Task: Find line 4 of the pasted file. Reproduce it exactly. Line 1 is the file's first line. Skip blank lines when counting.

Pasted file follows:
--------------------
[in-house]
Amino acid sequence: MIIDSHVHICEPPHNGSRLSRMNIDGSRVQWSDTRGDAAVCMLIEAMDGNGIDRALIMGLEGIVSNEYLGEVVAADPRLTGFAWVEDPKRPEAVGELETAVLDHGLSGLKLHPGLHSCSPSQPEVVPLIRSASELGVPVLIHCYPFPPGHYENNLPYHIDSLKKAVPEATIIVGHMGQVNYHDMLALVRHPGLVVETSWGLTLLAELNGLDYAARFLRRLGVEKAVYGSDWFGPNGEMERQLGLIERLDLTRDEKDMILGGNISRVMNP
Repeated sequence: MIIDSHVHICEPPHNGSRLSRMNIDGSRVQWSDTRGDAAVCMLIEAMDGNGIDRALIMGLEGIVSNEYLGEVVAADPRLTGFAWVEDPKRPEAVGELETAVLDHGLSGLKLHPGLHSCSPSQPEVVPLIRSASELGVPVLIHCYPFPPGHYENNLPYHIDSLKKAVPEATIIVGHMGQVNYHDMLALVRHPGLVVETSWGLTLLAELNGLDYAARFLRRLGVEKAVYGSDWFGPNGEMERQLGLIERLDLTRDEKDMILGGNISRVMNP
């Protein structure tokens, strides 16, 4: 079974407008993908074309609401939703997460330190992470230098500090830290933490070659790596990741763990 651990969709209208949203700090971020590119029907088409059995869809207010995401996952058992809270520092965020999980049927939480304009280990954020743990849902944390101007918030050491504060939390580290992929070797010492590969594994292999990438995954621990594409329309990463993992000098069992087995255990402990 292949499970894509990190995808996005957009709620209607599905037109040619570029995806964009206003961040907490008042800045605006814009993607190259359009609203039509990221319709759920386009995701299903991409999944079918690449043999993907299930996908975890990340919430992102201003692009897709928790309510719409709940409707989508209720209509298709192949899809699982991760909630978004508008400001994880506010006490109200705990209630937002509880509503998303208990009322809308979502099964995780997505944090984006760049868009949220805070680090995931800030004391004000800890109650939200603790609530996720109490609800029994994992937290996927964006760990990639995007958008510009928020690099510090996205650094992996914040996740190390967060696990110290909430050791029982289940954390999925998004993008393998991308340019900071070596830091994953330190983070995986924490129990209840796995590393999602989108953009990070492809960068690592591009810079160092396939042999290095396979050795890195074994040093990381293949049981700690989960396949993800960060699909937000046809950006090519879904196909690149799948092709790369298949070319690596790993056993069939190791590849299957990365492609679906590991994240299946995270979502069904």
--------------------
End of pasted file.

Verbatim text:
């Protein structure tokens, strides 16, 4: 079974407008993908074309609401939703997460330190992470230098500090830290933490070659790596990741763990 651990969709209208949203700090971020590119029907088409059995869809207010995401996952058992809270520092965020999980049927939480304009280990954020743990849902944390101007918030050491504060939390580290992929070797010492590969594994292999990438995954621990594409329309990463993992000098069992087995255990402990 292949499970894509990190995808996005957009709620209607599905037109040619570029995806964009206003961040907490008042800045605006814009993607190259359009609203039509990221319709759920386009995701299903991409999944079918690449043999993907299930996908975890990340919430992102201003692009897709928790309510719409709940409707989508209720209509298709192949899809699982991760909630978004508008400001994880506010006490109200705990209630937002509880509503998303208990009322809308979502099964995780997505944090984006760049868009949220805070680090995931800030004391004000800890109650939200603790609530996720109490609800029994994992937290996927964006760990990639995007958008510009928020690099510090996205650094992996914040996740190390967060696990110290909430050791029982289940954390999925998004993008393998991308340019900071070596830091994953330190983070995986924490129990209840796995590393999602989108953009990070492809960068690592591009810079160092396939042999290095396979050795890195074994040093990381293949049981700690989960396949993800960060699909937000046809950006090519879904196909690149799948092709790369298949070319690596790993056993069939190791590849299957990365492609679906590991994240299946995270979502069904």